Helicobacter cinaedi is typically isolated from immunocompromised patients. Some reports of infection caused by H.cinaedi have been found in recent years. We experienced three cases of H.cinaedi bacteremia in one year and ten months in our hospital, although the detection of H.cinaedi in blood cultures is extremely rare. In case 1, a 77-year-old female had been treated with a steroid and immunosuppressive agent for interstitial pneumonia. In cases 2 and 3, two 71-year-old men had been treated with chemotherapy for lung cancer. Although the identification of the bacteria could not be performed by the culture method in the three cases, H.cinaedi bacteremia was diagnosed by a 16S rRNA gene sequencing analysis in case 1, and by nested PCR in cases 2 and 3. H.cinaedi bacteremia often tends to recur and also requires prolonged antimicrobial therapy. We believe that gene analysis is useful in the identification of H.cinaedi.
Neovascular glaucoma is a serious complication associated with retinal ischemic changes, which increase the production of vascular endothelial growth factor. Vascular endothelial growth factor has been implicated as a key molecule in the development of newly formed vessels and neovascular glaucoma. Intravitreal injection of bevacizumab, a full-length humanized anti-vascular endothelial growth factor monoclonal antibody, leads to a dramatic regression of the new iris and iridocorneal angle vessels on slitlamp examination. However, anterior segment angiography reveals that bevacizumab does not cause a regression of the neovascular vessels themselves but reduces vascular permeability while newly formed vessels are still present in the iris and iridocorneal angle. This review focuses on the pathology and diagnosis of neovascula glaucoma and the effect of intravitreal bevacizumab on the iris and iridocorneal angle neovascularization.
The Department of Nursing of the university revised its curriculum for students admitted in 2012 or later, including the introduction of integrated subjects. With the aim of improving the practical clinical skills of students and integrating knowledge, skills, and techniques, the following integrated subjects: Objective Structured Clinical Examination (OSCE) I held in the first term of the third-year (15 hours as one credit), and OSCE II held in the second term of the fourth year (30 hours as one credit), were adopted, and simulation-based education was introduced. In this report, we summarized our experience of a simulation education system for nursing students in the year 2014 aiming to improve studentsʼ skill of wheelchair transfer of a patient with left hemiplegia and patientʼs living environment. Many positive responses, such as usefulness in future nursing training, were obtained upon the introduction of the simulation education system. Issues to be addressed in the future, including lack of sufficient time to practice and availability of rooms, were also noticed.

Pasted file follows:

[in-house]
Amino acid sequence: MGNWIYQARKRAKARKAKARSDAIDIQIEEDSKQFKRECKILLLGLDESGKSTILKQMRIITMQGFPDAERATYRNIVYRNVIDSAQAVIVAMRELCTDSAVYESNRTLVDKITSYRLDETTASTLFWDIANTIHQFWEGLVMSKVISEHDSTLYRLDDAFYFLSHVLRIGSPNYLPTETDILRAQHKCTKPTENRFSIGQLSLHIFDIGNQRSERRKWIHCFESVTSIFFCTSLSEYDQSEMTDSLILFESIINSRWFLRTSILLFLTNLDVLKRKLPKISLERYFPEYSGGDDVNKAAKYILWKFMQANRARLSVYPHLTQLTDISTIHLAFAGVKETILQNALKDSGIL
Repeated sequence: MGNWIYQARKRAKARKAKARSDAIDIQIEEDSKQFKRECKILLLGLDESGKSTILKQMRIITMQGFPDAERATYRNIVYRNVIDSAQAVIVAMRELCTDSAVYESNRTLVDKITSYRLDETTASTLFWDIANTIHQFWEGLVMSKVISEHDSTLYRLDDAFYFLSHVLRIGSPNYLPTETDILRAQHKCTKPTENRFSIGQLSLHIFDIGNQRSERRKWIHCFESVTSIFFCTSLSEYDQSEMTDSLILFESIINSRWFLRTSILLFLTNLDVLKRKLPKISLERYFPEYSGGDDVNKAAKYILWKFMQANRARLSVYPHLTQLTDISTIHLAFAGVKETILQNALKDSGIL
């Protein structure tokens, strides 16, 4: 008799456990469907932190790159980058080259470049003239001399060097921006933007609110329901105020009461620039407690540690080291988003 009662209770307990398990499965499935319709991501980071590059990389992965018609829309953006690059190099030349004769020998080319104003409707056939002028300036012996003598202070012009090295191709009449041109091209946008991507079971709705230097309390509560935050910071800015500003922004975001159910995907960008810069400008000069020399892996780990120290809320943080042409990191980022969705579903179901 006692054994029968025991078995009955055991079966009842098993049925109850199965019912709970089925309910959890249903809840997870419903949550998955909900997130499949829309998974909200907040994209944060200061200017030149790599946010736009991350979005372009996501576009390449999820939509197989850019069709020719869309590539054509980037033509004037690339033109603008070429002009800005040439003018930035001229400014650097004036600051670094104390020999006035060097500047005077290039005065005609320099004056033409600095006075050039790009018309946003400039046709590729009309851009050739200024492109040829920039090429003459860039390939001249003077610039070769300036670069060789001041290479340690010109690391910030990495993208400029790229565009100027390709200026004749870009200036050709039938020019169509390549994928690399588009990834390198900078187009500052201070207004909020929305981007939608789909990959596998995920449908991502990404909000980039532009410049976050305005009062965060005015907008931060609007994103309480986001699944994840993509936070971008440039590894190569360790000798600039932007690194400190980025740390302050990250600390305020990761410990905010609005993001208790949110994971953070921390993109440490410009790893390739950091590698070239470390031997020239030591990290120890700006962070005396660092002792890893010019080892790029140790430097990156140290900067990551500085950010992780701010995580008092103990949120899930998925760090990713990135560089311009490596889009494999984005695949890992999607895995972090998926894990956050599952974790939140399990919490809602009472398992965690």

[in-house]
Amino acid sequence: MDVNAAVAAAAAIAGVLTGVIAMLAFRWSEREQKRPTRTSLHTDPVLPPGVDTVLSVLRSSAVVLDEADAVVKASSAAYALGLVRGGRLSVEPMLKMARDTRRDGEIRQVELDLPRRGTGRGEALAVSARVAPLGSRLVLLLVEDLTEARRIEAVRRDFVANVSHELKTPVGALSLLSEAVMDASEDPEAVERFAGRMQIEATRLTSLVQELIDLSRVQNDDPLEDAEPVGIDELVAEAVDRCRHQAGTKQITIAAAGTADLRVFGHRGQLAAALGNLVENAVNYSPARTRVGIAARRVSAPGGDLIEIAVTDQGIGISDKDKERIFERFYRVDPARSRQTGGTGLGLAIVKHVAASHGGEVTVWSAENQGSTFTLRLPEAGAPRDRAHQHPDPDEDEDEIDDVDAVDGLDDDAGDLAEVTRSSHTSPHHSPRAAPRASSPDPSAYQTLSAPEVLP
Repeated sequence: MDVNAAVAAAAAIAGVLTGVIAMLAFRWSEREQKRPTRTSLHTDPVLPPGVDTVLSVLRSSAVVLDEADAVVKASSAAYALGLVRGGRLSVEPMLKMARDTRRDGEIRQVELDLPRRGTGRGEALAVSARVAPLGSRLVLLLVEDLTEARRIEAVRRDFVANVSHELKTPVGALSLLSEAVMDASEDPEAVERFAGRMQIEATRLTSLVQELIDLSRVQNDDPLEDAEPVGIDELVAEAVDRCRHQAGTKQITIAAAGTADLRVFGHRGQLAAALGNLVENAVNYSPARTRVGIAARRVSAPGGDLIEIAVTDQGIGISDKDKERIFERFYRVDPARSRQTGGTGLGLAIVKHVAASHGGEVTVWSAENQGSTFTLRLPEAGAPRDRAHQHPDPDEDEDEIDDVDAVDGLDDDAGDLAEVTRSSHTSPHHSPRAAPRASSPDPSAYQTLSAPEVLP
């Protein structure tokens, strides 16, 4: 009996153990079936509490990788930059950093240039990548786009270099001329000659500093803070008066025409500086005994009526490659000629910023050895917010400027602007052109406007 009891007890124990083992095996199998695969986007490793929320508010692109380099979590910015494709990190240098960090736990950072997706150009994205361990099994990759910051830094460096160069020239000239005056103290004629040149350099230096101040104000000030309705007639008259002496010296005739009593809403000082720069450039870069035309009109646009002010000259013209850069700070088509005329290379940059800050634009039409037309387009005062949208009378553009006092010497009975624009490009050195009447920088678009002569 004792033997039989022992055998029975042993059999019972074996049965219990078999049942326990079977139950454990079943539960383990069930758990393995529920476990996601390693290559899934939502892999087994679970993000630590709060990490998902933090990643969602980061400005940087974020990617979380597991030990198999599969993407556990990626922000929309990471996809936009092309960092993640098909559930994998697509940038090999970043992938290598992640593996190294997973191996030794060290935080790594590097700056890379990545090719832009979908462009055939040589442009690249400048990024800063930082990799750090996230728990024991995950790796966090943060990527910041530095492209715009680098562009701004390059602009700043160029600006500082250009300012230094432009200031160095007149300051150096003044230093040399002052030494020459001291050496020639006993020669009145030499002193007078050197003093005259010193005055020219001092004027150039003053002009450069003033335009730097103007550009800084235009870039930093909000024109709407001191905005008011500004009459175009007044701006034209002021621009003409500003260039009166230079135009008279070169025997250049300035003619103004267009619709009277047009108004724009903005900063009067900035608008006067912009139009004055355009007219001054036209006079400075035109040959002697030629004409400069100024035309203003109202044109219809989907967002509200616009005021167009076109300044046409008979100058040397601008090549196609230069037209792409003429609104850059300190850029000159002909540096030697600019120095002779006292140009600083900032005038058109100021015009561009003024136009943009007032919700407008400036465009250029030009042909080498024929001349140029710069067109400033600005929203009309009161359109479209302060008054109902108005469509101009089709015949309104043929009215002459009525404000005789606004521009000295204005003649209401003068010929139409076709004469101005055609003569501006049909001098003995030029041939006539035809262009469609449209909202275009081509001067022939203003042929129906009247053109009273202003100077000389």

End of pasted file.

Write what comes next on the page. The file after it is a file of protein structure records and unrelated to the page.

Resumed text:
We gathered seven specialists from various fields who are interested in worker injury prevention programs, based on cases of patients who had suffered refractory injuries requiring hand surgery because of industrial accidents. The patients were asked to write their thoughts and ideas on the theme, “Measures that must be implemented to prevent arm injuries.” The content obtained was classified into different categories, using the KJ method, and was scripted to sort out the items. As a result, the following eleven points were identified as measures to prevent serious hand surgery-related injuries: 1. Purchase safe machinery, 2. Create a list of machines that require caution, 3. Enclose a machine’s various rotating parts, 4. Carry out periodic maintenance work on the machines, 5. Indicate dangerous areas by putting up signs that attract attention, 6. Illuminate the rotating parts more brightly and avoid placing objects around them, 7. Systematically carry out safety education that creates a strong impact, 8. Encourage workers to look after their own health, 9. Announce policies on health and safety, 10. Re-examine the operational procedures, and 11. Be prepared in case an accident occurs. A perspective based on the results of this research is deemed important in creating a workplace improvement manual in the future.